Saturday, June 13, 2015

The Bloodiest Day

General Jacques du Villefort, Count of Suignac landed on Suillen with a large force. He had six battalions of foot, four cavalry regiments and two regimental guns in support of his first line. The frigate 'La Vengeance' provided support with its heavy guns.

Glambrian deployment with Fort Suillen in view: the fort is defended by a pair of large cannon, a regular Grenadier and a militia battalion.

The Formaggian army under the elder duke of Calvacasa disembarked in the north and arrived with a forced march. The chances were even, although a storm erupted and prevented the Duke to land his artillery on the island. He had to rely on the fort's guns.

The Formaggian foot was of the better kind, serving as mercenaries for several courts (including the Glambrian, by the way), so they deployed quickly.

La Vengeance opened fire on the fort to breach the walls while the Glambrian infantry, landsick after the fresh landing, moved forward to meet the Formaggian main force.

The Glambrian regular horse outflanked the Fromaggian first line and trod down the rightmost battalion. The one next to it managed to wheel just in time.

The Formaggian cavalry had difficulties deploying from columns and their charge was broken up by the creek, but their advantage in numbers decided the clash between the two groups of cavalry.

While the Glambrian right, engulfed in smoke, attempted to assault the fort, their other flank was threatened by the larger Formaggian cavalry force.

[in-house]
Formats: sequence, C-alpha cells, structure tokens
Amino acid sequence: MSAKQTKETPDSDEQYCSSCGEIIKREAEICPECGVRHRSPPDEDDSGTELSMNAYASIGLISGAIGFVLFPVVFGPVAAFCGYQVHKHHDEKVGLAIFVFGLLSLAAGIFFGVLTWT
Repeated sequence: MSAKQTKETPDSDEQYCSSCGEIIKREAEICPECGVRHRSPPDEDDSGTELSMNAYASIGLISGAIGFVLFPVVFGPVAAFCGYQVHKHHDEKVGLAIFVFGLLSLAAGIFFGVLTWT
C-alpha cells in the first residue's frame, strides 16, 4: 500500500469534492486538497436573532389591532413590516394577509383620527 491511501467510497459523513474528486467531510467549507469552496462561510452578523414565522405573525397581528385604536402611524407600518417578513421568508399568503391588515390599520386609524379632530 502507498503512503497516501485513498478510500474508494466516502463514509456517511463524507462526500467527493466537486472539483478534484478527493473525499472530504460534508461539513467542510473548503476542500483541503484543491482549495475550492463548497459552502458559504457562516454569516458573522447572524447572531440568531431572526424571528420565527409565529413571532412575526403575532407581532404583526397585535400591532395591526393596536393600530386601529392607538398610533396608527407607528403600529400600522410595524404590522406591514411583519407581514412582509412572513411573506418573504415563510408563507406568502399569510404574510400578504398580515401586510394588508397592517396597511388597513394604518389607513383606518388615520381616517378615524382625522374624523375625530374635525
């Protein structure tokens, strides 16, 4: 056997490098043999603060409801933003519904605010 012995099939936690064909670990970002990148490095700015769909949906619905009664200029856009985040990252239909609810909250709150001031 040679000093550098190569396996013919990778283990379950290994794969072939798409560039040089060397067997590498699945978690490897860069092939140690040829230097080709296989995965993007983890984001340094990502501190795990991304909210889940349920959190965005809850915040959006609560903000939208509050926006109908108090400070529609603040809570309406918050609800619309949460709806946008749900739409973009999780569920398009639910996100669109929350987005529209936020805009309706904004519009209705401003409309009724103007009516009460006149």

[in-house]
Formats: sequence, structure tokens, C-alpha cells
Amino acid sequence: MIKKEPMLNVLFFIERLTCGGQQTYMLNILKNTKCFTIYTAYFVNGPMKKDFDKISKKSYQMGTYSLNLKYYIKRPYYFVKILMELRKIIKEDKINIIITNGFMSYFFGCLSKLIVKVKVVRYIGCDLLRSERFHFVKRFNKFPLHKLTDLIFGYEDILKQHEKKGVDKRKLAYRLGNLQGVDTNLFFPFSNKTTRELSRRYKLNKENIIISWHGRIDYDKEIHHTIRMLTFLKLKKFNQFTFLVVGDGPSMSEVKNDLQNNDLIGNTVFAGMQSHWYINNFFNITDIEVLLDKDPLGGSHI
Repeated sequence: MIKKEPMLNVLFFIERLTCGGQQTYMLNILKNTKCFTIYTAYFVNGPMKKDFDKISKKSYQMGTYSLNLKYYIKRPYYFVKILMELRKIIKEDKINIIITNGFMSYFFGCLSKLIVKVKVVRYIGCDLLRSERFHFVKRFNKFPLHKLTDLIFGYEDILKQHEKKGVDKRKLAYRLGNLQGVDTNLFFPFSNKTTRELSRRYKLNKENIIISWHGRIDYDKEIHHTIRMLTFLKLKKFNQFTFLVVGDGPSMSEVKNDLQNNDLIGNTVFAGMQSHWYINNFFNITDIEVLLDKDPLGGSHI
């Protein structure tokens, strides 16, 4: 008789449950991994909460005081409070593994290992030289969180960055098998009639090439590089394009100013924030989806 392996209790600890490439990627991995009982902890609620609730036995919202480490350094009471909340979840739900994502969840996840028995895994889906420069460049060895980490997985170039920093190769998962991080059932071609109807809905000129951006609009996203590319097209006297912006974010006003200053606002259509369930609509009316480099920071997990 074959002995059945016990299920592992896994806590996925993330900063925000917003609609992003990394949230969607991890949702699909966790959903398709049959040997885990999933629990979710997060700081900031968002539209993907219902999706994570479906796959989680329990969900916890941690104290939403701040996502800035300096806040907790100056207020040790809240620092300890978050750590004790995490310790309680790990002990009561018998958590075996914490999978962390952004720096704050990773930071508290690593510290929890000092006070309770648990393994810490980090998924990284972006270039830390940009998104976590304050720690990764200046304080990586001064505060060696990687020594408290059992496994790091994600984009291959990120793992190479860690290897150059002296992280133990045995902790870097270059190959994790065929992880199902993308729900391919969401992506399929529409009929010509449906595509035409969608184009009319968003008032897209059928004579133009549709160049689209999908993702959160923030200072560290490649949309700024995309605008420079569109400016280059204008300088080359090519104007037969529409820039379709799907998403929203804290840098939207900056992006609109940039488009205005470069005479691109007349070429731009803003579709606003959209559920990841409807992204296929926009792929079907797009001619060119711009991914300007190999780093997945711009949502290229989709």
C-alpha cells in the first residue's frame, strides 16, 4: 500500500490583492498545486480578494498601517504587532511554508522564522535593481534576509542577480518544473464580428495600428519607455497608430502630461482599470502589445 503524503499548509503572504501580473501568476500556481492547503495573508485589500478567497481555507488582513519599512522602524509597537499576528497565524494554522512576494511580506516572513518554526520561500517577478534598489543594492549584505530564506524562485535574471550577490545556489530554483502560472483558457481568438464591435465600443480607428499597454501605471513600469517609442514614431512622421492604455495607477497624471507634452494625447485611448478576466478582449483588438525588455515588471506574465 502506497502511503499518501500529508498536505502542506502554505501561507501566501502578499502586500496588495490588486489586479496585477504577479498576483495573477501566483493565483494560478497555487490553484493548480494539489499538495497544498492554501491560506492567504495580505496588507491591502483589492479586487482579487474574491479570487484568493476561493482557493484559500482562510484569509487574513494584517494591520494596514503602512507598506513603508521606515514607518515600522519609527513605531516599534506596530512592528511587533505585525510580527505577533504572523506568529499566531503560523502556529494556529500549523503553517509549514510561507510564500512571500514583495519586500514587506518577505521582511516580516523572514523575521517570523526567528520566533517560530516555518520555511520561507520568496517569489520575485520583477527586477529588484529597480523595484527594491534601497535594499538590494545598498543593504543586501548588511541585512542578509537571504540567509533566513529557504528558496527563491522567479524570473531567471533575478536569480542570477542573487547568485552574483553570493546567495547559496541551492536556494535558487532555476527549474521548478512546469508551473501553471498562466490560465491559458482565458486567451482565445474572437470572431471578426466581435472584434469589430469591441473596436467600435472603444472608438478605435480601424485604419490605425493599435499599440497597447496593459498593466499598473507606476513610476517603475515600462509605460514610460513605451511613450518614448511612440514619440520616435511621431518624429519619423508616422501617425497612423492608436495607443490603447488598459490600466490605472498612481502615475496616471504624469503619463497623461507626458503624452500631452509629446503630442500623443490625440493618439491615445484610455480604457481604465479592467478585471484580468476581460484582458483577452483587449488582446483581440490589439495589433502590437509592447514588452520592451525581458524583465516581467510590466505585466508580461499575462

The walls were breached and the Formaggian units standing right below the fort were not able to maneuver back to the road and aid those inside. The attackers captured one of the heavy guns and a bloody melee ensued between them and the Formaggian grenadiers.

The Formaggians repulsed the attack and the Glambrian battalion fled the scene; both units manning the fort were torn to pieces by the frigate's close range fire. The assaulting Glambrians spiked every cannon in the fort so the Vengeance could move closer.

The main Formaggian line, supported by their victorious cavalry, striked down on the remaining Glambrian units: the exhausted enemy ran, leaving behind only an artillery battery. The Formaggian morale was also fading, and when the Comte de Suignac rushed in and planted the Glambrian banner atop the fort's walls, the Formaggian force wavered and began to fall back: had their charge continued, there is no doubt the remaining Glambrians would have drowned in the sea with no way to retreat.

The Glambrian morale, with two units on the table out of a dozen, was 1/13 when the Commander-in-Chief climbed the walls of the objective. As such confusion generally happens during a battle, and with the Formaggian morale being just 3/13, I decided that the arms of Glambria won the day. This means the island is back in its old owner's hands, and Formaggian internal politics will become even messier, as the Chancellorette Schiavona's opponents are too happy to take advantage of the row of defeats culminating in the loss of the island.

Notes on the game: the forces were balanced in one way: both had a morale of 13 and an approximately similar main force. The Glambrians had more artillery and the Formaggians more foot. There was no winning moment and we were at the end of the third deck when the Glambrians broke under the weight of the cavalry assaulting their flank. Due to a chain of successful army morale rolls I allowed the Glambrian player to commit a ruse de guerre: the C-in-C could otherwise not occupy the objective, but with all the smoke and the sounds of battle, the Formaggians had no way to tell the state of the fight inside the walls. One of the hardest battles we have fought to date, that is certain.

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